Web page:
Monday, February 27, 2017

Social media, attacks on news media leave rural voters at sea on national issues, publisher says

The dominance of social media and the attacks on traditional news media have left people in rural areas disconnected from the facts about national issues, the president of the Kentucky Press Association said at a media forum in Lexington Feb. 23.

“You have people who do not trust anything outside of their own bubble, their own county, their own city,” Ryan Craig, publisher of the Todd County Standard in Elkton, said at "Finding Facts in an Alternative-Fact World," sponsored by the Bluegrass Pro Chapter of the Society of Professional Journalists.

Craig said he occasionally posts national news stories on Facebook and is asked how he knows they are true. “I have to tell them … ‘You live in this very rural bubble, and the algorithms for Facebook that you keep popping on all the time have pretty well rules out what I consider balanced journalism that comes into your life.’ The only balanced journalism … they may get is a regional or statewide newspaper, or a local newspaper, and maybe something off the Nashville television stations.”

Local news doesn’t encounter skepticism, Craig said, because readers “can look at a local product and say, well, I know that person; I know his mama and daddy … or, I know that happened at the courthouse.” But beyond local news, the treatment of national issues is dominated by opinion, Craig said, and he doesn’t think most TV viewers know the difference. “The less educated, or the ones who like what they hear, will take it as fact.”

Craig said he hears people say they read his newspaper, President Trump’s Twitter feed and the Facebook pages of their Republican governor and congressman. “They consider that their news source,” he said. “The problem is, nobody’s asking the source if what they're saying is even so.”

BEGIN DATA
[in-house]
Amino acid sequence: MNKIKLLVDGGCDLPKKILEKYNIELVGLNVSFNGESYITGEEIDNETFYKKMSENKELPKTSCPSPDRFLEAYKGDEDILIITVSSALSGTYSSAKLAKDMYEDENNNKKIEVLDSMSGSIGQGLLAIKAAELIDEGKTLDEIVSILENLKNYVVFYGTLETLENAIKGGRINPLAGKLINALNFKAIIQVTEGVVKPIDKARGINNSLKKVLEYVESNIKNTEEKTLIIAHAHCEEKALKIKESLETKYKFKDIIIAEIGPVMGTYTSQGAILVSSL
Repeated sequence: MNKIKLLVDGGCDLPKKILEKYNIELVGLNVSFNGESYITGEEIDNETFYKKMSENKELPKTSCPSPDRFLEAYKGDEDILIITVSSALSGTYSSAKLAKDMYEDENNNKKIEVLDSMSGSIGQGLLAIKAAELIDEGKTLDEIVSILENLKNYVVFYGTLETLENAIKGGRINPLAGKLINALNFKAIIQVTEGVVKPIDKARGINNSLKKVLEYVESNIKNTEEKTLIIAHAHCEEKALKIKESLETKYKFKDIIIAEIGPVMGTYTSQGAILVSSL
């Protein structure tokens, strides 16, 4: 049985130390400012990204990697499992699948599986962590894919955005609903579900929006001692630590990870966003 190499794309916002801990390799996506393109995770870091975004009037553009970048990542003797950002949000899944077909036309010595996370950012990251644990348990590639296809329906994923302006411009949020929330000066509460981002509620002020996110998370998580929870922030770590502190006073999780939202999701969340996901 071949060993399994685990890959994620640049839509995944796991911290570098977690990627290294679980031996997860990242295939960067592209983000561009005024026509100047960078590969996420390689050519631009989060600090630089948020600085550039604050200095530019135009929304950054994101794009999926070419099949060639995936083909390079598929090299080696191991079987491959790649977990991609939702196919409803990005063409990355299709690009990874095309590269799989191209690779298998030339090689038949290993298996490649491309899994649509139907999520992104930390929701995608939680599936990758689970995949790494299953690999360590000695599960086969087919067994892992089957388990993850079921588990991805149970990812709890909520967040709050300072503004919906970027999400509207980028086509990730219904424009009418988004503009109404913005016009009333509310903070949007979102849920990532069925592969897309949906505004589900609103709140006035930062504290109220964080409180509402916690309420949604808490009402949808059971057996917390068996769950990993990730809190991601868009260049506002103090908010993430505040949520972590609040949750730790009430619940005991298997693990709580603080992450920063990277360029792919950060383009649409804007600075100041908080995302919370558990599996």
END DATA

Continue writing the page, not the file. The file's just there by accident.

New York Times national correspondent Campbell Robertson said Times polls have shown that people don’t understand a lot about the process, and Craig agreed.

“Now their source has said we're the enemy of the American people,” he said, referring to President Trump. “It is a tremendous difference from just last year or two years ago or five years ago,You just didn’t have that. ... They do not understand what the media is doing.”

Kathy Stone, assistant news director of Lexington’s WLEX-TV, said she had been dismayed by the turn in public opinion against the news media. “These last few months, it’s the first time I felt my friends were against me,” she said recalling how a friend had posted, “All of the media are bias.” When she objected, her friend replied, “Kathy, I didn’t mean you.”

Stone said the growth of such views means that journalists need to have a stronger community to fight for journalism: “We have to keep each other strong.”

Tom Eblen, columnist and former managing editor at the Lexington Herald-Leader, said it’s journalists should engage with citizens, and keep their eyes on the ball: “You do your job. You go investigate. ... You keep calling out the untruths and how this is different from how America has worked.”

Here's a video of the event:

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